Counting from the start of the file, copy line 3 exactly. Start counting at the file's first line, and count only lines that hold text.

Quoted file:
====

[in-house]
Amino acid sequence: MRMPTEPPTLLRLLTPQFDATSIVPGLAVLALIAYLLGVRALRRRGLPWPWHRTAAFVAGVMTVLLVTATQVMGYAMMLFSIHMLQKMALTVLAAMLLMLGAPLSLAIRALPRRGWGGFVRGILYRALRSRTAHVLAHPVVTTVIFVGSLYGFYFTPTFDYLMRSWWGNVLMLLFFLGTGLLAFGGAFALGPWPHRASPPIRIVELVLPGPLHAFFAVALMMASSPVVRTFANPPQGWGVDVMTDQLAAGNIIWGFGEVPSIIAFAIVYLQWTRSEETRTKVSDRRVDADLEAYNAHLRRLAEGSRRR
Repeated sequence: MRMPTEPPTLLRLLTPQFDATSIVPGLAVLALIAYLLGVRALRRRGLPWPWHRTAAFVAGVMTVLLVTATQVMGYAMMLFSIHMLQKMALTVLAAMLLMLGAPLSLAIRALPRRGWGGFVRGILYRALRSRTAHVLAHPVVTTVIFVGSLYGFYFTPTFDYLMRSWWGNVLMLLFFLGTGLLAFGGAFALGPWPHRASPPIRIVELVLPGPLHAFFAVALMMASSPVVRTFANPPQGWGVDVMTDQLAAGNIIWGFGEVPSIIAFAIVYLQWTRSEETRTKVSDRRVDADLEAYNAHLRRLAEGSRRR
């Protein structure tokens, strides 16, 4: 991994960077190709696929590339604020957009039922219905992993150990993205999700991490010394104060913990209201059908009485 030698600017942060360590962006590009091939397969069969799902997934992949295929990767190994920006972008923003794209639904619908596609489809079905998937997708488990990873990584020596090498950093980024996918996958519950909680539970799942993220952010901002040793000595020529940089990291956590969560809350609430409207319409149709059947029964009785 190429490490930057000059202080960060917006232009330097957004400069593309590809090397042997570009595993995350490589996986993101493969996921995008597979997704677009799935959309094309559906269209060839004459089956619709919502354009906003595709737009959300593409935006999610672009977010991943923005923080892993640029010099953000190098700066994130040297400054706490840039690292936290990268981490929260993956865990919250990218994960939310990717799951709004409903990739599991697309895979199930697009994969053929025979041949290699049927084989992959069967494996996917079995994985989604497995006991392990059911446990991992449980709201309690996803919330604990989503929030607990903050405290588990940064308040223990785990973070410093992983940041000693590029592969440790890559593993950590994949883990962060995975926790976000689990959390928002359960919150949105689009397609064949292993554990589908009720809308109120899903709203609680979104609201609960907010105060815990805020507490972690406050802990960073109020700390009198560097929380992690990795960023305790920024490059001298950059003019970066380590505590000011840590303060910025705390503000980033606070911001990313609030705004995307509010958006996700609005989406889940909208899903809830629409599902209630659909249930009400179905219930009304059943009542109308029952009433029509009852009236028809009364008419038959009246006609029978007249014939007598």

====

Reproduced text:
Repeated sequence: MRMPTEPPTLLRLLTPQFDATSIVPGLAVLALIAYLLGVRALRRRGLPWPWHRTAAFVAGVMTVLLVTATQVMGYAMMLFSIHMLQKMALTVLAAMLLMLGAPLSLAIRALPRRGWGGFVRGILYRALRSRTAHVLAHPVVTTVIFVGSLYGFYFTPTFDYLMRSWWGNVLMLLFFLGTGLLAFGGAFALGPWPHRASPPIRIVELVLPGPLHAFFAVALMMASSPVVRTFANPPQGWGVDVMTDQLAAGNIIWGFGEVPSIIAFAIVYLQWTRSEETRTKVSDRRVDADLEAYNAHLRRLAEGSRRR